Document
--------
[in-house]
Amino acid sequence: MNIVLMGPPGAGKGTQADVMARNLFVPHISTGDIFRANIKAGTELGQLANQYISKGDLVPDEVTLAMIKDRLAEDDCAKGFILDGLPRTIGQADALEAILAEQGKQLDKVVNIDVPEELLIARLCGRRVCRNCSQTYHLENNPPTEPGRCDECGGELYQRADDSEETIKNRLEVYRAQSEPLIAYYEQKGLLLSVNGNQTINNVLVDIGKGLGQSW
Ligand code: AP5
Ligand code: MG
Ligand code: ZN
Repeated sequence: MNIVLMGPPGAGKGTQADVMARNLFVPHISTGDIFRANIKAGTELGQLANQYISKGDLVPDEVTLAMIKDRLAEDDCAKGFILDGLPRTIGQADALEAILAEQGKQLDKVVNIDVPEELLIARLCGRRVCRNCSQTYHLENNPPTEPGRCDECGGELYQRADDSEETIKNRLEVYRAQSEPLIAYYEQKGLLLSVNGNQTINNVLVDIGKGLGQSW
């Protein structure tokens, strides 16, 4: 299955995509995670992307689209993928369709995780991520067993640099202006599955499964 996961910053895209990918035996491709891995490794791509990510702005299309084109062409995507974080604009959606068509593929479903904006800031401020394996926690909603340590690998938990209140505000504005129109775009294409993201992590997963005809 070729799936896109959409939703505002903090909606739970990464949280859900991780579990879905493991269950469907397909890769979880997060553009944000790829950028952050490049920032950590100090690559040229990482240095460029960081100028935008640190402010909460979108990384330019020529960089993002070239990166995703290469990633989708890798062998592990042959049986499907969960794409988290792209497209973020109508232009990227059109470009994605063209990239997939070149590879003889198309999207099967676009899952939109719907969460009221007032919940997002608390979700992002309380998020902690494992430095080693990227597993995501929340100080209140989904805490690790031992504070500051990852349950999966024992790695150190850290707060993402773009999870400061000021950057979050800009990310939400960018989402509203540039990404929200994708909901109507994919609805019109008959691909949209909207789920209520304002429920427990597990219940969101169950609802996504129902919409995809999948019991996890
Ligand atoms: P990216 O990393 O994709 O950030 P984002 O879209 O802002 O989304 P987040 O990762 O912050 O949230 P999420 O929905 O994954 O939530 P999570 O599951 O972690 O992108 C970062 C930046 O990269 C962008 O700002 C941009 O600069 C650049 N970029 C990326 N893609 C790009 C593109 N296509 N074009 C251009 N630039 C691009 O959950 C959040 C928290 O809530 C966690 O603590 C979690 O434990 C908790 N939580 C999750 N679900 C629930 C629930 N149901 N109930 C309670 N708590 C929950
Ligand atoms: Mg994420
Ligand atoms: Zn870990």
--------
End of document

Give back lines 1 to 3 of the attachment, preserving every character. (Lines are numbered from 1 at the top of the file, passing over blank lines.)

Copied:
[in-house]
Amino acid sequence: MNIVLMGPPGAGKGTQADVMARNLFVPHISTGDIFRANIKAGTELGQLANQYISKGDLVPDEVTLAMIKDRLAEDDCAKGFILDGLPRTIGQADALEAILAEQGKQLDKVVNIDVPEELLIARLCGRRVCRNCSQTYHLENNPPTEPGRCDECGGELYQRADDSEETIKNRLEVYRAQSEPLIAYYEQKGLLLSVNGNQTINNVLVDIGKGLGQSW
Ligand code: AP5